"Almost all my classmates at the program have successfully established their businesses after the training," said Li, who, with his classmates, has established an association of entrepreneurs to help other laid-off people who dream of starting up their own businesses.

And still savouring the benefits of the program, he again registered for the Improve Your Business class in 2005.

Special benefits of training

Tianjin has trained more than 10,000 laid-off and unemployed people since 2003 when it introduced business education program, with an average success rate of 50 percent, said Fu Muwen, director with the Tianjin Business Creation Guidance Centre.

According to labor standards, a "successful business" means a start-up occurs within half a year of the student completing training and the business operating for more than eight months.

Most of the "graduates" are engaged in businesses related to necessities, such as the beauty industry and housekeeping services.

The city currently boasts 52 program teachers and seven qualified trainers.

Li Ying, one of the only seven qualified trainers in Tianjin, said: "The International Labor Organization requires us to motivate trainees' zeal to participate. Teachers are asked to stand and tables are arranged in a U-shape to ensure a good communication with every student."

The textbooks are also tailored to Chinese students.

Li Ying contributes the training program's success mostly to a strict quality controls.

"We collect feedback after each class. And we confer graduation certificates only to those whose business creation plans are considered feasible," she said.

About nine out of 10 trainees get through the course and receive certificates.

Fu said the centre provides follow-up services in the first 18 months after their graduation.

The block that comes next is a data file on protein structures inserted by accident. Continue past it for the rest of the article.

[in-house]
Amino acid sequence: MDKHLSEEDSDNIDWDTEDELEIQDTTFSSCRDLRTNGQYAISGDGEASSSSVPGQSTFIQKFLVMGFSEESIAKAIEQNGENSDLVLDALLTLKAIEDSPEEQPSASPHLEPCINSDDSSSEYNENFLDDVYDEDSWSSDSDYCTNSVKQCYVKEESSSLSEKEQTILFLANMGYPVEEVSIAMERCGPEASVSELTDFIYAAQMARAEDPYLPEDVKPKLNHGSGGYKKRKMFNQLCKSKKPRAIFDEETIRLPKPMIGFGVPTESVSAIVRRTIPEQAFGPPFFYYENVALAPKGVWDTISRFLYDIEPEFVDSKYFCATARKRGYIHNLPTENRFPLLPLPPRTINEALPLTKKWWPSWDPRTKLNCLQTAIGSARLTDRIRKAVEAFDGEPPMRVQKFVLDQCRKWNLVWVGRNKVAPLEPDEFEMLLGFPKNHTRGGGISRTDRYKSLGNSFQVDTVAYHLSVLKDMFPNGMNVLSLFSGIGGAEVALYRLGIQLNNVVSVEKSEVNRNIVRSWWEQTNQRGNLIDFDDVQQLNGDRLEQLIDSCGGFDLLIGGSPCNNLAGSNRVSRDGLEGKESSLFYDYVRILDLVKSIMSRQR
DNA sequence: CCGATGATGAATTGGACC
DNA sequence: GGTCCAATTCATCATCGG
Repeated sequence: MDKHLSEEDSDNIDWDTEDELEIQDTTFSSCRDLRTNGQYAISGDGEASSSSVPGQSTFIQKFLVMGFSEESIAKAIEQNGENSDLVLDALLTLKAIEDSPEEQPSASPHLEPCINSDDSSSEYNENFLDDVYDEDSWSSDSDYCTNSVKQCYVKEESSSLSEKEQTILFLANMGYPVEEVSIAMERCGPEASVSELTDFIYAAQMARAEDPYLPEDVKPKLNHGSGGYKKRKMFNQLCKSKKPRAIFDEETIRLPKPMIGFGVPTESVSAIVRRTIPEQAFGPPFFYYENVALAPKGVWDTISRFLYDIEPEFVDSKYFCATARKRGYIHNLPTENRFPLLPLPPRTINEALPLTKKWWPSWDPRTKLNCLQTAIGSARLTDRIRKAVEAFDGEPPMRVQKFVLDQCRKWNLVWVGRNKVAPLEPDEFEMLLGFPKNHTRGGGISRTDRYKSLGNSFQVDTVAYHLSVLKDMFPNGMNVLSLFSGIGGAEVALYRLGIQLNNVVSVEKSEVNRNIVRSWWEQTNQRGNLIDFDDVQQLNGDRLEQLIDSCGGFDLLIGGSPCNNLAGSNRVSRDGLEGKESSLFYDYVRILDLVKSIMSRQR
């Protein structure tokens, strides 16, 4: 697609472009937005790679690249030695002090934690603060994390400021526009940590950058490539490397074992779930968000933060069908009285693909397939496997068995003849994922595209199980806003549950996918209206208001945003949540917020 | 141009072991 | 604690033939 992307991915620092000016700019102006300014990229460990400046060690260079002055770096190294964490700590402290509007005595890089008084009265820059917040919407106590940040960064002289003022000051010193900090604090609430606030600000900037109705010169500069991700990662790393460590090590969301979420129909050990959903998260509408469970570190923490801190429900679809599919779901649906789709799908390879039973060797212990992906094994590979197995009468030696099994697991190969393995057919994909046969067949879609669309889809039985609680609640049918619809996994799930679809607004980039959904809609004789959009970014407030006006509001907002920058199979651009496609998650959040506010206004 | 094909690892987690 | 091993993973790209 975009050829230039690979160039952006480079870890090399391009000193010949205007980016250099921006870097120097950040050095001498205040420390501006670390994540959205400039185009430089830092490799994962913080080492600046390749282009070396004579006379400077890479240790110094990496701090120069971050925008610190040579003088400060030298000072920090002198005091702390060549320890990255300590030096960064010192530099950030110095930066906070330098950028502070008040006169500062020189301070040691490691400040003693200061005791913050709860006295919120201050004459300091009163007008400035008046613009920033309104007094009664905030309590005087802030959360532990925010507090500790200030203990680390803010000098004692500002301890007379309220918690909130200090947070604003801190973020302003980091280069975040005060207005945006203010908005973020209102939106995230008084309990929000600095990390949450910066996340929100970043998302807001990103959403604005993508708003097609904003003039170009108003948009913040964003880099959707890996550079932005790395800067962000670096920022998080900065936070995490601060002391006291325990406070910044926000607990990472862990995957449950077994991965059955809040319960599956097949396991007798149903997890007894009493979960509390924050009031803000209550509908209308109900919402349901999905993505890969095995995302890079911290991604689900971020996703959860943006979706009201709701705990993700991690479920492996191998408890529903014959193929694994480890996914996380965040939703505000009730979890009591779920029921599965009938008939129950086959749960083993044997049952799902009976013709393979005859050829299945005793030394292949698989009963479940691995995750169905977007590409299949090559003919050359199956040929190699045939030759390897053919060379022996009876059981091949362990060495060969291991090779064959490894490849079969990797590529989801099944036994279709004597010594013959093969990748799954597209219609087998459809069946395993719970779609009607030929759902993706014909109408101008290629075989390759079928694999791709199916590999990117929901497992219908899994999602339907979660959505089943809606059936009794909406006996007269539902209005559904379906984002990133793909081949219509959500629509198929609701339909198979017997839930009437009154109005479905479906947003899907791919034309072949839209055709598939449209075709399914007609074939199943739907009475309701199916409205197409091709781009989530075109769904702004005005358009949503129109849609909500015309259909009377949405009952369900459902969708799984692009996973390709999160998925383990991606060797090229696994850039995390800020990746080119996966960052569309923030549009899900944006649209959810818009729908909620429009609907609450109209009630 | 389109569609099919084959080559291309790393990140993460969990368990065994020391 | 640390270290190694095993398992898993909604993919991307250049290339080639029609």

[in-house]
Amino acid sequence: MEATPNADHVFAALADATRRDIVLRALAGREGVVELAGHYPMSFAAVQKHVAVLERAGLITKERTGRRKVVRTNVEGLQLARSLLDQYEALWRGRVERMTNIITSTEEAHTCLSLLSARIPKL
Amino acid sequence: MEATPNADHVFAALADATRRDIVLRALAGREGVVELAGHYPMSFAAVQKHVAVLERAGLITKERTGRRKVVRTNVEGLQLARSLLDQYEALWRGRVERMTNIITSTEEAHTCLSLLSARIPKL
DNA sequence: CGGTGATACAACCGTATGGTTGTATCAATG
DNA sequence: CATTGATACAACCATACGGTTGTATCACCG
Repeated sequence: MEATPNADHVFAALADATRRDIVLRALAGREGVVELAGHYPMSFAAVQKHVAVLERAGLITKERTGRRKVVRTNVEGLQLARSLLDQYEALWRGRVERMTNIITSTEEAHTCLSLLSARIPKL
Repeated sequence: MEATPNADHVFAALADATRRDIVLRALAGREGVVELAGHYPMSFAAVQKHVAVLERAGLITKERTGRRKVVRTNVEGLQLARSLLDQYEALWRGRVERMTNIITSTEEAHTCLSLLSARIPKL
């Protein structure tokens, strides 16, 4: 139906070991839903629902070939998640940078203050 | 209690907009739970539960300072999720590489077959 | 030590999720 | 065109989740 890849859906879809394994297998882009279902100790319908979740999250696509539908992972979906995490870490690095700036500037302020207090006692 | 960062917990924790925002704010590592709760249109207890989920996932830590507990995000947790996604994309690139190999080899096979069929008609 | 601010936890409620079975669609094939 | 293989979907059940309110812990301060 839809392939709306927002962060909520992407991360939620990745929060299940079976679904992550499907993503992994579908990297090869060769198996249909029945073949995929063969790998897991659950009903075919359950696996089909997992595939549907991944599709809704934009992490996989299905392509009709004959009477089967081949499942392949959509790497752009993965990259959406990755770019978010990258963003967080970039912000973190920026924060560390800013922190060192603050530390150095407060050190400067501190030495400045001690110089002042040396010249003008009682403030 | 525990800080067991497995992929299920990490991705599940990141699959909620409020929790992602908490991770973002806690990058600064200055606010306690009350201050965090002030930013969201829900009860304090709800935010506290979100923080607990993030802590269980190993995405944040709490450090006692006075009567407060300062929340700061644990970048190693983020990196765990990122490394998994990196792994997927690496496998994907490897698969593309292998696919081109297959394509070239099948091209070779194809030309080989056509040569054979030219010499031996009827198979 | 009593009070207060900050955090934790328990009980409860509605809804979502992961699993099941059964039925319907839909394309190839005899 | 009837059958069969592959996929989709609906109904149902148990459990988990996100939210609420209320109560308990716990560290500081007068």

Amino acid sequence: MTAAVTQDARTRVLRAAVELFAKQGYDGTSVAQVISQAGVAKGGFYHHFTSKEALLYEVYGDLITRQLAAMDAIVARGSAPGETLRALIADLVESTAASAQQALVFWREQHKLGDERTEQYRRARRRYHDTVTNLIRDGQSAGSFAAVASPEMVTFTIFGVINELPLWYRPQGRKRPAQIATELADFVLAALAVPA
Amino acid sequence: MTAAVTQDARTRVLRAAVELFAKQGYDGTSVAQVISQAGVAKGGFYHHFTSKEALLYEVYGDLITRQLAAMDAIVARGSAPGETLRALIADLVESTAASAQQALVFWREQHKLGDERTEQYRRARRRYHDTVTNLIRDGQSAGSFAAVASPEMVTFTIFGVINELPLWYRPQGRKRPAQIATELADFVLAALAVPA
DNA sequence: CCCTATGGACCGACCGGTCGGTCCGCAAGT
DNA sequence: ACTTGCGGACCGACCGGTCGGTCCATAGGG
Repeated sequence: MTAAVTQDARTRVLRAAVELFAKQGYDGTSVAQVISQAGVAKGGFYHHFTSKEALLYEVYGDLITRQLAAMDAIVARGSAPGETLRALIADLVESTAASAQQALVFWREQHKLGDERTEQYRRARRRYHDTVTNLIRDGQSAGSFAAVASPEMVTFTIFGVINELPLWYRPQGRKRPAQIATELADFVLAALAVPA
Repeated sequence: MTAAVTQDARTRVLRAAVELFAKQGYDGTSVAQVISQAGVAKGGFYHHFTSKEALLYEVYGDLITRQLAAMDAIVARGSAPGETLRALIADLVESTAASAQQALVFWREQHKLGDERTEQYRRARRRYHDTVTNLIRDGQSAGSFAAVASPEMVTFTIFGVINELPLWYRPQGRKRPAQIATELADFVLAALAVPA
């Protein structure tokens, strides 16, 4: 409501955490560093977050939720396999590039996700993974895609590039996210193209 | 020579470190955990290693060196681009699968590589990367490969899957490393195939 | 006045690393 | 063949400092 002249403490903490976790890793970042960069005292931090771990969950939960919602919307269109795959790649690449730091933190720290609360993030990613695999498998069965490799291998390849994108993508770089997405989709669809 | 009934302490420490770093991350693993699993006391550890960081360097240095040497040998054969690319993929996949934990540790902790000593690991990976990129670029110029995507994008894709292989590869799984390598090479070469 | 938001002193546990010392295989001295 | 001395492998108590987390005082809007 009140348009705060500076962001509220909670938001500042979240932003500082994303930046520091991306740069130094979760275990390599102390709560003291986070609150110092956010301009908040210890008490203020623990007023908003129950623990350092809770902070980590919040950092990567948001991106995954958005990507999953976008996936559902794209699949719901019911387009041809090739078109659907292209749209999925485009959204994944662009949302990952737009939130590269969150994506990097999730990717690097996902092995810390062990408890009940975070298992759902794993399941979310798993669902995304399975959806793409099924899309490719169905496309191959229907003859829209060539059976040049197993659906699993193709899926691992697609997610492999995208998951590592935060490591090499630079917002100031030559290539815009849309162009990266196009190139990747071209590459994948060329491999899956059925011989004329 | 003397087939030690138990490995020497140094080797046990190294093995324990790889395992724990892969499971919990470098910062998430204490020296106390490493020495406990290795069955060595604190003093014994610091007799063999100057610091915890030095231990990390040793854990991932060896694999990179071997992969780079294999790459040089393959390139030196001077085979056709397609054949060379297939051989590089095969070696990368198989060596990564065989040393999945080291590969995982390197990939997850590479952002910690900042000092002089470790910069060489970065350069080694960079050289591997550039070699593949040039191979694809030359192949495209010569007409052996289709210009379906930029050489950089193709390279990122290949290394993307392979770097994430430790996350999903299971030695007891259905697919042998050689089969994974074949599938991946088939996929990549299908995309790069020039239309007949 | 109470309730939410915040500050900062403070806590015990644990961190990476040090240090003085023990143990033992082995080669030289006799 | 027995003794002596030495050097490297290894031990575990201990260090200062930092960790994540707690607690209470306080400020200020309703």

Its unique small-loan credit guarantee fund is another key for the program's success.

The centre conducted a survey in 2003 of some 100 laid-off workers, whose results indicated more than 90 percent of interviewees blame their failure for establishing businesses to a lack of start-up money.

"An easy access to a small loan of 20,000 yuan (US$2,400) really helps. Different places can develop different guarantee systems according to practices. In Tianjin, about 80 percent of the applicants take loans through a third-party guarantee system," said Fu.

Last year, 30 percent of the applicants in Tianjin received the loans.

Having taught 40 sessions, Li Ying said the essence of the training is beyond instilling ideas and confidence to the unemployed.

"It has a magnifying effect on promoting employment because once a business is started up, more job vacancies are created simultaneously," she said.

In Li Qiyong's restaurant, four of the 13 workers he has hired were once laid-off workers.

Earlier this year, the ministry said it would expand the program to another 300,000 people throughout the country, mostly for college students and migrant workers.

"Reasoning from the equation that a small business can bring four job vacancies, about a million jobless people may find places through the program," said Zhang Xiaojian, vice-minister of labour and social security, in March.

Look to the future

Fu said the city plans to train another 5,000 people this year, helping to meet market needs.

"Our centre has to deal with 30 to 50 applicants each day for the training," he said, adding that the city currently has roughly 200,000 laid-off workers and unemployed people.

Global Entrepreneurship Monitor, a project launched by the United States and the United Kingdom to evaluate the global business creation situation, published a report about China last year. It stated that the country boasted an entrepreneurship index of 11.6 percent, ranking No 11 globally.

That means 11.6 out of every 100 Chinese aged between 18 and 64 participated in some form of entrepreneurship.

The training programs still need to develop and mature, with the teaching force far from enough to meet the need, the director pointed out.

"What's worse is that most of our teachers do not have any experience in business establishment."

Li Ying echoed that she is often baffled by the practical questions her students put forward, such as how to legally avoid taxes. "That's embarrassing," she said.

Now the centre plans to establish an interactive system between its successful trainees and teachers. "We will send our inexperienced teachers to work in the small businesses established by our trainees for a period of time to gain some experience," said Fu.

(China Daily June 22, 2005)